Play games in your browser for free with these sites that let you save progress, use blockchain tech, and point you to the best games online.
The convenience of playing a game in your browser without installing anything can't be beaten. It's perfect for a quick game where administrators restrict rights otherwise, like offices or universities, as well as for non-Windows operating systems.
There are now sites that leverage blockchain technology for faster multiplayer gaming, sites that let you save game progress, and even sites where you can find free downloadable games.
GameDatum is an aggregator of the best free-to-play games available online. Not only does it feature browser-based games, but it also includes several PC gaming titles for the Windows operating system, and of course, you'll need to download these games to play. But the good news is that you can then play them offline.
Not all the browser games on GameDatum are hosted on the website. For several popular games, like Settlers Online or Travian Legends, it only serves as a link to the host site. But you can still use GameDatum as a place to bookmark all these games by creating a "Playlist" after you register for an account.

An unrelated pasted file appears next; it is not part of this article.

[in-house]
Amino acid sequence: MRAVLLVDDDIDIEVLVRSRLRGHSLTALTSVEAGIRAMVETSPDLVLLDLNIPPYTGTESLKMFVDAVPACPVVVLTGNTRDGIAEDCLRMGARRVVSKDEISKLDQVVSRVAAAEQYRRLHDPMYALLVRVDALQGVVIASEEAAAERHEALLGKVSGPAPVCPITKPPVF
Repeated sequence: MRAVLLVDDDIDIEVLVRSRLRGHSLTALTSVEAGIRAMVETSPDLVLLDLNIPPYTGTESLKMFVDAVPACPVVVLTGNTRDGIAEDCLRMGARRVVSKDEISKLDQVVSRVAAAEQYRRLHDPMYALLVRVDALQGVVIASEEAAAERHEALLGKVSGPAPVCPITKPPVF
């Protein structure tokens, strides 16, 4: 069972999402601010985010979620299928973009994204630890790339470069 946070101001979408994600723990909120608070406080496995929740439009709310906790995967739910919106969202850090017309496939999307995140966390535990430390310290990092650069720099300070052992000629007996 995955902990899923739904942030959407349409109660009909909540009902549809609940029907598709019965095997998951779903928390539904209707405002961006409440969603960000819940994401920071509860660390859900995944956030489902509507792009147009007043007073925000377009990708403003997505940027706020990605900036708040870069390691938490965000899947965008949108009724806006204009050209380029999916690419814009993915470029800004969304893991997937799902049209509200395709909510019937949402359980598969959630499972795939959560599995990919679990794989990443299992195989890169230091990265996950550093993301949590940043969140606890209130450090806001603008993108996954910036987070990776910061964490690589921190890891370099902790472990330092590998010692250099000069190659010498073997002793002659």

Of course, the best part of GameDatum is game discovery. With hundreds of games in the catalog, you probably want to use the game filter menu to add or remove genres like MMO, MMORPG, shooter, strategy, MOBA, Battle Royale, card games, anime, racing, sports, social, fighting, indie, open world, sci-fi, simulation, action, and fantasy. Each game includes a short description, minimum system or browser requirements, and release date.
Saito is a layer-1 blockchain project that allows blockchain applications to run directly through a web browser. To demonstrate its capabilities, they released Saito Arcade, a collection of browser games and emulators for retro gaming.
All of the games on Saito Arcade are multiplayer, and the site loads a community chat window to see who's active, invite others to play, and interact with online players. You'll see the list of games in the left sidebar and open games highlighted in the middle to join. You start with an anonymous account and a random name, but you can change that.
The games on Saito Arcade have several cool titles you wouldn't find in other places. For example, there are Settlers of Saitoa (a Catan clone) and Epidemic (a Pandemic clone). You can even play the classic arena shooter Quake 3 within the browser! And they have a Nintendo 64 emulator running through the browser to play classic retro arcade games in single-player mode, like Mario Kart 64 and Legend of Zelda: Ocarina of Time.
Simmer is a site for indie game developers who build video games with the Unity platform to share them as browser games. The developer can just export it to the WebGL format and then drag-and-drop to Simmer to upload it. It's like a "YouTube for games," as the site boasts.